Love poetry includes, yes, descriptions of the beloved. And images of a fantastic idyll complete with falling stars, the sound of the sea, and beautiful countryside. In the hands of Surrealists, though, love poetry also includes gravediggers and murderers, dice and garbage, snakeskin purses and "the drunken kisses of cyclones." Surrealism, the movement founded in the 1920s on the ashes of Dada’s nihilism, embraced absurdity, contradiction, and, to a supreme extent, passion and desire.… Read the press release. Read three poems from the book. . . .
Charles Harrison is one of the world’s most renowned teachers and theorists of modern art. In this, his latest work, he brings his finely tuned eye, encyclopedic knowledge, and keen philosophical intelligence to a fundamental question in the history of art: is there a relationship between the representation of women and the modernist project? Harrison’s answer is an emphatic yes…. Read the press release. . . .
Before Jean-Luc Godard, Ingmar Bergman, and Michelangelo Antonini—as well as contemporary auteurs such as Quentin Tarantino and Paul Thomas Anderson—there was Luigi Pirandello (1867-1936). The Nobel Prize-winning Sicilian writer recognized and explored, long before art cinema of the 1960s, the permeable boundary between reality and illusion. As the Wall Street Journal put it on the centennial of his birth, Pirandello "was one of the first moderns to insist that the theater itself is an art form, something to be reshaped according to the requirements of the twentieth-century imagination." And reshape it he did…. Read the press release. . . .
The British Museum exhibition "Forgotten Empire: The World of Ancient Persia" opened recently to the delight of critics and museumgoers alike. Taking full advantage of unprecedented loans from the National Museum of Iran, the Persepolis Museum, and the Louvre, the exhibition provides, in the words of the Guardian, a "first-rate" encounter with another culture. The Daily Telegraph called it "a triumph on many levels." The Persian Empire, Lindsay Allen’s beautifully illustrated companion volume to the exhibition, is also, in its own right, a triumph…. Read the press release. . . .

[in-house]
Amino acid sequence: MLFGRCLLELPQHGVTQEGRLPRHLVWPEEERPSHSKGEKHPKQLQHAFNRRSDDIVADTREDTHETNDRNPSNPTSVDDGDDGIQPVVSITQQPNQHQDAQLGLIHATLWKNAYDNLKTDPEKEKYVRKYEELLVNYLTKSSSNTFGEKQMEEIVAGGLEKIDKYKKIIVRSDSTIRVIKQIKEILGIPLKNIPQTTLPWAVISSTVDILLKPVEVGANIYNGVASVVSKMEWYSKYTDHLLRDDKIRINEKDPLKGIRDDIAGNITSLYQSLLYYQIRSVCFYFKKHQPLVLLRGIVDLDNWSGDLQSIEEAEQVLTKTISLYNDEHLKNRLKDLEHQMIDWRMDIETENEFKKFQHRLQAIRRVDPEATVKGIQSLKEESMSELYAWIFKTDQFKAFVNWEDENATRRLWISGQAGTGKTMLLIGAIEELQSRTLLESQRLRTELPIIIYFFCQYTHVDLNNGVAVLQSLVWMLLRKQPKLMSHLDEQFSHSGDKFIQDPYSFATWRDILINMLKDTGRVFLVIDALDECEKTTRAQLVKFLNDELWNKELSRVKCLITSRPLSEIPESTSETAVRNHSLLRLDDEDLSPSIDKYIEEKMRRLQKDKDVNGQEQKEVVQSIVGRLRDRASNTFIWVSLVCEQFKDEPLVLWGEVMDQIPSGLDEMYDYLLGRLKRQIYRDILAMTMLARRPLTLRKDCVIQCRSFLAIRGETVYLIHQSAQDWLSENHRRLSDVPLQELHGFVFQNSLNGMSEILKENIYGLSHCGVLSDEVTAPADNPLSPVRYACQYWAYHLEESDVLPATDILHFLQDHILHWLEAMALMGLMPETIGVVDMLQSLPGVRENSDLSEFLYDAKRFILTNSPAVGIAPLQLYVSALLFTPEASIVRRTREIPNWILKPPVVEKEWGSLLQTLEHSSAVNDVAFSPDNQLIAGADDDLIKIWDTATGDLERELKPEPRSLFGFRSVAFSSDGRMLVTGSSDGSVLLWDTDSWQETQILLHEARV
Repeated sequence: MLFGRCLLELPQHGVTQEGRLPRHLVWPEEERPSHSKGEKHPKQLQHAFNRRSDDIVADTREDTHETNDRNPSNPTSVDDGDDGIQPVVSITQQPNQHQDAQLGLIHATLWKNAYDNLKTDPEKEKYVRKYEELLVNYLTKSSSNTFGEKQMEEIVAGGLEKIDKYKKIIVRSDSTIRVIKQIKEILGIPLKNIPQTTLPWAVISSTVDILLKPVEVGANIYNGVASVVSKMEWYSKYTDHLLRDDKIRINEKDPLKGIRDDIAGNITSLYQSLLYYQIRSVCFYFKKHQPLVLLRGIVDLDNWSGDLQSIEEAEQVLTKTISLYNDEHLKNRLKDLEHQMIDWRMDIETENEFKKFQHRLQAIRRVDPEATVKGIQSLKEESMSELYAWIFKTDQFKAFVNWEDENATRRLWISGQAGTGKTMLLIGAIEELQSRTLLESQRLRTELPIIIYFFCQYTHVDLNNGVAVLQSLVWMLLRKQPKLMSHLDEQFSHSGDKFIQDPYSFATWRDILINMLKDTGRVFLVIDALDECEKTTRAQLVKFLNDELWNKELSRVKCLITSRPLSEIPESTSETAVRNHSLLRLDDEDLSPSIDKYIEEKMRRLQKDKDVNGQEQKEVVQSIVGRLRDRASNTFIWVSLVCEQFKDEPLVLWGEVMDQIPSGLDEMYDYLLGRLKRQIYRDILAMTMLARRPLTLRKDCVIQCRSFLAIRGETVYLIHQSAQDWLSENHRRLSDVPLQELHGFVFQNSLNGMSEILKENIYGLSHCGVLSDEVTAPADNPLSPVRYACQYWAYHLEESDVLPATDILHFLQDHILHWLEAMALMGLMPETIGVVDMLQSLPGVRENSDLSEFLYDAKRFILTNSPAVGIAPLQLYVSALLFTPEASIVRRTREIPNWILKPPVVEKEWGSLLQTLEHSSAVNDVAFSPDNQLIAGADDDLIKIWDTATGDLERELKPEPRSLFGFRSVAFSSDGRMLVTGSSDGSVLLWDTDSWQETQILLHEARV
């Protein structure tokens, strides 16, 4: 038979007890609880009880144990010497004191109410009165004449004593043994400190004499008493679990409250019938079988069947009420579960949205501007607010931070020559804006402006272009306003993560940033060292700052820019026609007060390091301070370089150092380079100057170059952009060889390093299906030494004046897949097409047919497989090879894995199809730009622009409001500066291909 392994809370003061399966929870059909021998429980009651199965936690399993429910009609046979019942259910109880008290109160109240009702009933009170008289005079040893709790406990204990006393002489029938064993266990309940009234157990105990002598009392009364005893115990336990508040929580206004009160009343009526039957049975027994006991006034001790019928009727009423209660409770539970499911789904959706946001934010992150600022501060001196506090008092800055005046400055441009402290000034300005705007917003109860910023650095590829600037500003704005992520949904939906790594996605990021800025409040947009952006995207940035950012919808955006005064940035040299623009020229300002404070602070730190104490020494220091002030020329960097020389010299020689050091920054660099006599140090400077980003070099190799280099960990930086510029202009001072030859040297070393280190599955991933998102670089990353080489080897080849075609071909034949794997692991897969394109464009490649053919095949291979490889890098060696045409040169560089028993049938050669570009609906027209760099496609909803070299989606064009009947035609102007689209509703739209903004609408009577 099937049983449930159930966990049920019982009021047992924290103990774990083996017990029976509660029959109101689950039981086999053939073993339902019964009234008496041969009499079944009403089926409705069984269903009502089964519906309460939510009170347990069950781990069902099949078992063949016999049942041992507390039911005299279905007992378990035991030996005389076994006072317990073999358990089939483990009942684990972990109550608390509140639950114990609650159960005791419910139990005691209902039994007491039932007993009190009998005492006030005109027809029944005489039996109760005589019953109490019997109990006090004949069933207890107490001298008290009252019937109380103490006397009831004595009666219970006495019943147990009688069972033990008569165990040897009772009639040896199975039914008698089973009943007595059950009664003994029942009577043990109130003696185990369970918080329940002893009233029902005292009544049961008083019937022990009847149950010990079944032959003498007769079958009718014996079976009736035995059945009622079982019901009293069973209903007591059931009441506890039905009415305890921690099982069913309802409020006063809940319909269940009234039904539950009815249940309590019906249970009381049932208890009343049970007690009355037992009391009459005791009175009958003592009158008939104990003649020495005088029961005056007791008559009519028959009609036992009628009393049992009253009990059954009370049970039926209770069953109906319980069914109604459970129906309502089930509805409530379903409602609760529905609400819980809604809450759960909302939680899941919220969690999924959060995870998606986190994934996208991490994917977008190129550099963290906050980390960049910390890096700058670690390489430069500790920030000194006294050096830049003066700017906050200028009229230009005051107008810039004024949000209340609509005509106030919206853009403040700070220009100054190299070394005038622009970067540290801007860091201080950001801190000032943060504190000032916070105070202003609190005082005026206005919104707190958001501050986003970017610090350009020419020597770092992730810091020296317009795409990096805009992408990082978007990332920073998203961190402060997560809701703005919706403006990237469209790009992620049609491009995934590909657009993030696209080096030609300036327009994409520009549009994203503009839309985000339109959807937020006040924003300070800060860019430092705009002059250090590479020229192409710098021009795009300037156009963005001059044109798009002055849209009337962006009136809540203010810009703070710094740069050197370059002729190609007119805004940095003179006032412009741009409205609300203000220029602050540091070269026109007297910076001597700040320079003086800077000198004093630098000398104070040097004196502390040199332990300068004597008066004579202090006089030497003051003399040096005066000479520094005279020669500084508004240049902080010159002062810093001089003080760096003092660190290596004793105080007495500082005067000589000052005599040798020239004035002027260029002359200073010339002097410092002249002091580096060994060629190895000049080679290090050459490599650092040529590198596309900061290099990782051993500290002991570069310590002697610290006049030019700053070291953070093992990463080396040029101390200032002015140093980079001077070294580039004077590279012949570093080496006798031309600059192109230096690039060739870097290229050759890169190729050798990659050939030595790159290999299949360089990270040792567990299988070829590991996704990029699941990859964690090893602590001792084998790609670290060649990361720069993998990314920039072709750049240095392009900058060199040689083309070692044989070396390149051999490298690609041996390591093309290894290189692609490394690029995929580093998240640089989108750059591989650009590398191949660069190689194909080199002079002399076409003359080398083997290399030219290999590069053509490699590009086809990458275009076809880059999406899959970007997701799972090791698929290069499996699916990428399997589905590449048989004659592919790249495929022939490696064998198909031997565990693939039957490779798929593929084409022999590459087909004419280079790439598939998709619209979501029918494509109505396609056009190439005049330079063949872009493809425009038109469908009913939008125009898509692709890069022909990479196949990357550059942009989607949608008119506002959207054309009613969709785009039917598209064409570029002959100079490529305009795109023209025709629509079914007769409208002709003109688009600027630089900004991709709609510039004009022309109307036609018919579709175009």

It’s no secret that politicians at every level aim to appeal to voters’ emotions with campaign television ads. Indeed, as gubernatorial and local races intensify in communities across the country, and as congressional representatives begin to prepare for next year’s midterm elections, campaign officials are surely crafting new emotionally evocative ads, following in the tradition of presidential, congressional, and local campaigns before them. Yet little is known about how these ads work, or even whether they work at all. This is where Ted Brader comes in…. Read the press release. . . .
Lee Clarke explores the consequences of terror and catastrophe for our future as a civilization. A leading expert on disasters and a consultant to the federal government on disaster response strategies, Clarke argues that the time has come to devote more energy to preventing not just the improbable, but the unimaginable. Things that have never happened before happen everyday, and it is the worst cases that we fail to anticipate that pose the greatest threat to our way of life…. Read the press release. We have an interview with Clarke and his lists of past and future worst case scenarios. . . .